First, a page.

This week's Parsha newsletter and more on!
Connect with Us:
Naaleh College combines quality
convenience and affordability!
We accept Yeshiva/Seminary credits!
Courses affordable when qualifying for the Dean's Scholarship 
Check out our degree programs:
For more information:
(305) 944-0035
Dear  Naaleh Friend,

We hope you have had a meaningful week and are preparing to step into Shabbat with some inspiration.  Naaleh offers you this NEW class from Mrs. Shira Smiles called Reuven's Reality which discusses this week's Parsha- Parshat Vayeitzei.  This class is featured in Mrs. Smiles newest series Living the Parsha 5778.

 To watch this class now and to learn more please click on the image below: 

This week's edition of our Torat Imecha Newsletter on Parshat Vayeitze is available on our  Newsletter pageClick here  for the printer friendly version, to share at your Shabbat table! Be sure to visit the homepage as well, for many more inspiring Torah classes! 
Shabbat Shalom!

-Ashley Klapper and the Naaleh Crew
For Tehillim list please click here to view our Refuah Shleima page
Based on a shiur by Mrs. Shira Smiles

The prophet Jeremiah encapsulates the greatness of Rachel. While our patriarchs and matriarchs  beseeched God for mercy as the Jews were led into exile, only Rachel received a positive response: "Keep your voice from weeping and your eyes from tears. For there is reward for your work..." What  was the essence of Rachel's deed that left such a powerful impact?
Leah could not have married Yaakov without both Rachel's consent and complicity. The Medrash tells how Rachel, sensing her sister's impending humiliation, revealed to her the secret signs and codes that Yaakov had taught her. This was truly a selfless act of  ahavas chinom , love based on the concern for one's fellow. She may have thought that now her destiny and that of Leah would be reversed, and she would marry Esau, as some commentators suggest. Even if she knew through prophecy that she would still marry Yaakov, she now would become the second wife, a role she would have to live with for the rest of her life. As the first wife, she would have remained the soul mate to the spiritual essence of Yaakov, the future Yisroel. This role she relinquished to Leah, who became the mother of priests and teachers. Her role now became to be the wife of Yaakov as he had absorbed the character of Esau. As such, she gave birth to Yosef, the one destined to be the provider and sustainer of the family through their sojourn in Egypt.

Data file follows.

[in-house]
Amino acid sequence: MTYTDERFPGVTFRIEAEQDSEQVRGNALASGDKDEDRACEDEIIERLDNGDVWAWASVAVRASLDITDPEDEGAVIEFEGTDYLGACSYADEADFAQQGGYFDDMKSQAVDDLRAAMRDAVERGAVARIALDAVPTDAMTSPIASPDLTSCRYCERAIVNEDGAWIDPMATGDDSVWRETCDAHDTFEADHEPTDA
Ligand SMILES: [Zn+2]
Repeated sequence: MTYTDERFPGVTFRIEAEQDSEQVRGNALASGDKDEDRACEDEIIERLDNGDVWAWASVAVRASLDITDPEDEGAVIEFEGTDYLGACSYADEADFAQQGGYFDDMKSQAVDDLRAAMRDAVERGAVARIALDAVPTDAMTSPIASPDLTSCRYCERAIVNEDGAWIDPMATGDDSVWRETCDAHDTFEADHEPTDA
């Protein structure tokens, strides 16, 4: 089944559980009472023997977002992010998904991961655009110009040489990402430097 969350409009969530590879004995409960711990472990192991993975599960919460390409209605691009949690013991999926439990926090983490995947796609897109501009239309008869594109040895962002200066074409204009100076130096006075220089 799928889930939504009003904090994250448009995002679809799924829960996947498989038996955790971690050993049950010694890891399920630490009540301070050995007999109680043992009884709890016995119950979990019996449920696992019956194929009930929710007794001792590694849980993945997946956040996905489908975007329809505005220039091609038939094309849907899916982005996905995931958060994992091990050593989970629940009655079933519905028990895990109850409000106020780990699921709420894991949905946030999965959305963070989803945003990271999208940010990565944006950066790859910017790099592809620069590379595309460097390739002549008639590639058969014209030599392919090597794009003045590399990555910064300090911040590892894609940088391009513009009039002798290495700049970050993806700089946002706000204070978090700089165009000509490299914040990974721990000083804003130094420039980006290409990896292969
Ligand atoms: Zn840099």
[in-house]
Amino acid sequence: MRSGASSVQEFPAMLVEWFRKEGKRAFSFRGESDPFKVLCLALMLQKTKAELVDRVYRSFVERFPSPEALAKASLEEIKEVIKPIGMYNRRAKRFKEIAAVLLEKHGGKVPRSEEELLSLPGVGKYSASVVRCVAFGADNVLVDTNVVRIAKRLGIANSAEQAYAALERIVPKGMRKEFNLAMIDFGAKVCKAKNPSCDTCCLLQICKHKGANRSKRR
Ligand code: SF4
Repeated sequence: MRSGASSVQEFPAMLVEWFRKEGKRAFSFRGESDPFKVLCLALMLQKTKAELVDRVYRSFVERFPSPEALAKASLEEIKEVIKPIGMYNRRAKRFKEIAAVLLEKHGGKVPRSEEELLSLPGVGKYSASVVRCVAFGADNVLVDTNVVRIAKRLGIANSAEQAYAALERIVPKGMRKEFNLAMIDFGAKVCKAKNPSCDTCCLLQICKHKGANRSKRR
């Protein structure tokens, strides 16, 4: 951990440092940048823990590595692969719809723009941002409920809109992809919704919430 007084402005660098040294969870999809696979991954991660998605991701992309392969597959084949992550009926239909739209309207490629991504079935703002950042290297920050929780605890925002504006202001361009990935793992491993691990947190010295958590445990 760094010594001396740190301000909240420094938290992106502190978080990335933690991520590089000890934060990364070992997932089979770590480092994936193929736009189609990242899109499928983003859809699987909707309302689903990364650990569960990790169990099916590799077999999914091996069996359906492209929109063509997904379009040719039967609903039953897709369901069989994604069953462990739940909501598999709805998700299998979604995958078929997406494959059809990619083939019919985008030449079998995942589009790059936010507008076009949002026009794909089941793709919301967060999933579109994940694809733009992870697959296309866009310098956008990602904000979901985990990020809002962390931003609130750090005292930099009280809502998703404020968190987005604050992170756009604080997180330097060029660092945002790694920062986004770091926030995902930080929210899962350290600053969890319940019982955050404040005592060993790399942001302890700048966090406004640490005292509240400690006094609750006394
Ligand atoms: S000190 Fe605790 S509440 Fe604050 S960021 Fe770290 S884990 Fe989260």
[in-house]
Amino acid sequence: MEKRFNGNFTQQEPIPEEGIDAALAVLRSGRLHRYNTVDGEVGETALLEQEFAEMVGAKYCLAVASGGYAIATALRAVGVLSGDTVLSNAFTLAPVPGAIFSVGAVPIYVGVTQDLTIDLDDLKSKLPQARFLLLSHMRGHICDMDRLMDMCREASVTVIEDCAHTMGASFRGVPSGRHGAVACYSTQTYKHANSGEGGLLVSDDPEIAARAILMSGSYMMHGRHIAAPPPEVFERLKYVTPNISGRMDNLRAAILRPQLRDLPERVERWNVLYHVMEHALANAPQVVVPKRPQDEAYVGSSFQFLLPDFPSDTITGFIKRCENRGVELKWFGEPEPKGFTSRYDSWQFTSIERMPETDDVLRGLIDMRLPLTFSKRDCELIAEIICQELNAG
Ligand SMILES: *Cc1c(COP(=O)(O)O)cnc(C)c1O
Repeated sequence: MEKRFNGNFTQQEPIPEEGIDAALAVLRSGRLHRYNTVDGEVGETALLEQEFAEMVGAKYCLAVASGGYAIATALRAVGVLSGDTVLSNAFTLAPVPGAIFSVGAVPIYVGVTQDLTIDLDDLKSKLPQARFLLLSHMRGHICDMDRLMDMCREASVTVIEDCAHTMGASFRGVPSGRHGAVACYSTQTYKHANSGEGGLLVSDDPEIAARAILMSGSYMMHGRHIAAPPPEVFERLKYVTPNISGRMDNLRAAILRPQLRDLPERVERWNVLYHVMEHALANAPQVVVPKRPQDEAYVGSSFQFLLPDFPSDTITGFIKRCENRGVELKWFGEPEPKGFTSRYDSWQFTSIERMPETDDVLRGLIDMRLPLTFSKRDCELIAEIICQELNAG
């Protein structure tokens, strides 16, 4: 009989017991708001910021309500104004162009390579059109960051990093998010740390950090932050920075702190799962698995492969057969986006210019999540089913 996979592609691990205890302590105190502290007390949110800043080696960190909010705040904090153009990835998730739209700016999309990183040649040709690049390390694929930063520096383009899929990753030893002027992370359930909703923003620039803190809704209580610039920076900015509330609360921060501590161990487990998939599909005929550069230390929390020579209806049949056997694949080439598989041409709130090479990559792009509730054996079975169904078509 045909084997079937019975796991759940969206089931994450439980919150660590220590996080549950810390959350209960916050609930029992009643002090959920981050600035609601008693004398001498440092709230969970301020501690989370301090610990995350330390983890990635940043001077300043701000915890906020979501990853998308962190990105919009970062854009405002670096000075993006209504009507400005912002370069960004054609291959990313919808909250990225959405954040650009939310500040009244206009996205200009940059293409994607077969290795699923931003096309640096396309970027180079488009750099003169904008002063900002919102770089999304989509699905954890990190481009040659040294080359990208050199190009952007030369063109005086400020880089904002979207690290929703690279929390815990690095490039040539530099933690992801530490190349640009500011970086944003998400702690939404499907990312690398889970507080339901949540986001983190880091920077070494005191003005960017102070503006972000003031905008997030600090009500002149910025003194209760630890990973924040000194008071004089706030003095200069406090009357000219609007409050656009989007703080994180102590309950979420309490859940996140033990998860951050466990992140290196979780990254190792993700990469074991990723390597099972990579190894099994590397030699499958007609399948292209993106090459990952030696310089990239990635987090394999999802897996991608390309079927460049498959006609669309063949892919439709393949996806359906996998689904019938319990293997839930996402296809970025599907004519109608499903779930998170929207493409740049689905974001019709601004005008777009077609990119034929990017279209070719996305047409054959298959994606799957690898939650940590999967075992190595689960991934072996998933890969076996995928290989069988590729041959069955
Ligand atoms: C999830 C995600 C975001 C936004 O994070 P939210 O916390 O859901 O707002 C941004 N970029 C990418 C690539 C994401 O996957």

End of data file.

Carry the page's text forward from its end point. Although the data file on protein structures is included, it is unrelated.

But Rachel had another son, Benjamin. By exploring his character and the essence of his descendants, Saul and Esther, much can be revealed about the enormity of Rachel's benevolence. Benjamin knew that Yosef had been sold and not killed. Yet for twenty one long years, he did not reveal this secret. When the prophet Samuel came to anoint Saul as king, he hid in the equipment room eschewing public fanfare. Finally, Esther, the paradigm of discretion and silence, never told Achashverosh who she was and what nation she came from until Mordechai gave her permission to do so to save the nation. This characteristic of discretion and silence came to Saul and Esther almost genetically.  They learned it in their families not just by observing the actions, but by also observing the demeanor and continuing behavior after an act of kindness, was performed.  
When Reuven presented Leah with mandrakes, childless Rachel, sitting alongside her sister asked Leah for some of the flowers. Leah's answer appears to be insensitive, given the great chesed that Rachel had done for her. "Was your taking my husband insignificant? - And now to take even my son's  dudaim?"  Rachel remained silent seemingly agreeing to the idea that Leah should always have been Yaakov's wife. Only after this incident did Hashem remember her and allow her to conceive. Here was proof positive that Rachel's selfless act was truly selfless. The  Lev Shalem  concludes that although Rachel gave Leah the signs, she never told her that this was a code between herself and Yaakov. In essence, the signs were the manual for being a good Jewish wife, the laws of ritual impurity, separating challah, and lighting Sabbath candles. As far as Leah knew, Rachel was teaching her how to be a Jewish wife, not giving away the secrets that could now seal her own fate.